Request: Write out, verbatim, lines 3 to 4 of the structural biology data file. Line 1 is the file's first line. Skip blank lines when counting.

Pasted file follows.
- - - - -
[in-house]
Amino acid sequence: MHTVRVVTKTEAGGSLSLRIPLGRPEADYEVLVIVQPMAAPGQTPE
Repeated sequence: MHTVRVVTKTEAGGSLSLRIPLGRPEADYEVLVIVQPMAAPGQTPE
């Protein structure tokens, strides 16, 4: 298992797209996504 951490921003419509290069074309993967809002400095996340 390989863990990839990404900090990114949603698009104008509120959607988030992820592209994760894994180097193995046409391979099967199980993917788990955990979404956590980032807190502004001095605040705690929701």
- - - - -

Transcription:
Repeated sequence: MHTVRVVTKTEAGGSLSLRIPLGRPEADYEVLVIVQPMAAPGQTPE
């Protein structure tokens, strides 16, 4: 298992797209996504 951490921003419509290069074309993967809002400095996340 390989863990990839990404900090990114949603698009104008509120959607988030992820592209994760894994180097193995046409391979099967199980993917788990955990979404956590980032807190502004001095605040705690929701």